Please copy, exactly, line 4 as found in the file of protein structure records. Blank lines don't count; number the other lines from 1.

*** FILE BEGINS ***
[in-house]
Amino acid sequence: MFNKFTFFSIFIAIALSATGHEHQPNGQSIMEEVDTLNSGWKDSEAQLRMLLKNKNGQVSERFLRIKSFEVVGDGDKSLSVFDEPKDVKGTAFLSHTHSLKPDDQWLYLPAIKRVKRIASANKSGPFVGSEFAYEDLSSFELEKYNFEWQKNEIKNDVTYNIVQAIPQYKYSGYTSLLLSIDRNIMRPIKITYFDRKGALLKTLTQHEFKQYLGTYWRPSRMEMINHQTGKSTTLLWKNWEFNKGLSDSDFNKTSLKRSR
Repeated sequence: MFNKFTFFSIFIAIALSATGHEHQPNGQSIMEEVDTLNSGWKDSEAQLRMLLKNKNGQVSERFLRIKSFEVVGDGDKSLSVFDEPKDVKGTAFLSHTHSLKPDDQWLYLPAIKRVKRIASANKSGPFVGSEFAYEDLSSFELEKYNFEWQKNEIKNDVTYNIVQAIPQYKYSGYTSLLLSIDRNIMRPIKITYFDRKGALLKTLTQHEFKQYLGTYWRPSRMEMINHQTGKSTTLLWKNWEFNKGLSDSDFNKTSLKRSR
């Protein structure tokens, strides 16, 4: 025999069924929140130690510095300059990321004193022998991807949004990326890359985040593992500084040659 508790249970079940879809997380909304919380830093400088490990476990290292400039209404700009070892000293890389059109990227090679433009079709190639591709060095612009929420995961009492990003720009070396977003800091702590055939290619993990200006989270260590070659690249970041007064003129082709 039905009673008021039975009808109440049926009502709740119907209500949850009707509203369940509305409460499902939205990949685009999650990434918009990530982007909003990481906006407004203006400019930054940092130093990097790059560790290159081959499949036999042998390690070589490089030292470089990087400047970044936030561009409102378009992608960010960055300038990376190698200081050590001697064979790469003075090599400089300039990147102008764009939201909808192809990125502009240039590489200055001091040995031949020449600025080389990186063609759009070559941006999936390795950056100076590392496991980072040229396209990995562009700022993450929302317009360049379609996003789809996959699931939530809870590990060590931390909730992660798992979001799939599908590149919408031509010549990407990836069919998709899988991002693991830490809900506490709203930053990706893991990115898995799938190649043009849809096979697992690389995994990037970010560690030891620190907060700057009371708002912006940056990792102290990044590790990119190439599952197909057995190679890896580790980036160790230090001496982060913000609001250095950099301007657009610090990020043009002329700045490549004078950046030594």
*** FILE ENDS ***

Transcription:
């Protein structure tokens, strides 16, 4: 025999069924929140130690510095300059990321004193022998991807949004990326890359985040593992500084040659 508790249970079940879809997380909304919380830093400088490990476990290292400039209404700009070892000293890389059109990227090679433009079709190639591709060095612009929420995961009492990003720009070396977003800091702590055939290619993990200006989270260590070659690249970041007064003129082709 039905009673008021039975009808109440049926009502709740119907209500949850009707509203369940509305409460499902939205990949685009999650990434918009990530982007909003990481906006407004203006400019930054940092130093990097790059560790290159081959499949036999042998390690070589490089030292470089990087400047970044936030561009409102378009992608960010960055300038990376190698200081050590001697064979790469003075090599400089300039990147102008764009939201909808192809990125502009240039590489200055001091040995031949020449600025080389990186063609759009070559941006999936390795950056100076590392496991980072040229396209990995562009700022993450929302317009360049379609996003789809996959699931939530809870590990060590931390909730992660798992979001799939599908590149919408031509010549990407990836069919998709899988991002693991830490809900506490709203930053990706893991990115898995799938190649043009849809096979697992690389995994990037970010560690030891620190907060700057009371708002912006940056990792102290990044590790990119190439599952197909057995190679890896580790980036160790230090001496982060913000609001250095950099301007657009610090990020043009002329700045490549004078950046030594």